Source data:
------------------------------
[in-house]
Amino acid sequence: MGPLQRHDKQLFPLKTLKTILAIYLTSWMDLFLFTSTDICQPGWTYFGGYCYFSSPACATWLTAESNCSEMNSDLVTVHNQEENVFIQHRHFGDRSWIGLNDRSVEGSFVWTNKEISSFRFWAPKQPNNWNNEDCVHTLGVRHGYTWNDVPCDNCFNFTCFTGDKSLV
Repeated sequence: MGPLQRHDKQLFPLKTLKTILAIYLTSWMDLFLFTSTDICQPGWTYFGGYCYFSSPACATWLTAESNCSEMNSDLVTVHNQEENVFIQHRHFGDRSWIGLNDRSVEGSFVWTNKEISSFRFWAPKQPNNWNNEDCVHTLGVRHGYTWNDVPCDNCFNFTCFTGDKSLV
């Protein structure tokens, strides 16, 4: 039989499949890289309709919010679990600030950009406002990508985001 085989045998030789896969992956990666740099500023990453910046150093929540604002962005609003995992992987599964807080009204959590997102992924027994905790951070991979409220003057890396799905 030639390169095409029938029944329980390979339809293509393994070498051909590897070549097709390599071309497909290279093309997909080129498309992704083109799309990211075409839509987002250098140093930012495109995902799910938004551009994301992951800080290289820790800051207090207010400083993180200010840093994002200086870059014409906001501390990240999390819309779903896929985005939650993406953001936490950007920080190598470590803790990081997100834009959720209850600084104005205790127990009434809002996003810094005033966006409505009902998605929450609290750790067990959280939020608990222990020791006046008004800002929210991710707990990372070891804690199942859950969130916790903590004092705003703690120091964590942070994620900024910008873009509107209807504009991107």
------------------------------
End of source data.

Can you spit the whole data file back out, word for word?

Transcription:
[in-house]
Amino acid sequence: MGPLQRHDKQLFPLKTLKTILAIYLTSWMDLFLFTSTDICQPGWTYFGGYCYFSSPACATWLTAESNCSEMNSDLVTVHNQEENVFIQHRHFGDRSWIGLNDRSVEGSFVWTNKEISSFRFWAPKQPNNWNNEDCVHTLGVRHGYTWNDVPCDNCFNFTCFTGDKSLV
Repeated sequence: MGPLQRHDKQLFPLKTLKTILAIYLTSWMDLFLFTSTDICQPGWTYFGGYCYFSSPACATWLTAESNCSEMNSDLVTVHNQEENVFIQHRHFGDRSWIGLNDRSVEGSFVWTNKEISSFRFWAPKQPNNWNNEDCVHTLGVRHGYTWNDVPCDNCFNFTCFTGDKSLV
């Protein structure tokens, strides 16, 4: 039989499949890289309709919010679990600030950009406002990508985001 085989045998030789896969992956990666740099500023990453910046150093929540604002962005609003995992992987599964807080009204959590997102992924027994905790951070991979409220003057890396799905 030639390169095409029938029944329980390979339809293509393994070498051909590897070549097709390599071309497909290279093309997909080129498309992704083109799309990211075409839509987002250098140093930012495109995902799910938004551009994301992951800080290289820790800051207090207010400083993180200010840093994002200086870059014409906001501390990240999390819309779903896929985005939650993406953001936490950007920080190598470590803790990081997100834009959720209850600084104005205790127990009434809002996003810094005033966006409505009902998605929450609290750790067990959280939020608990222990020791006046008004800002929210991710707990990372070891804690199942859950969130916790903590004092705003703690120091964590942070994620900024910008873009509107209807504009991107």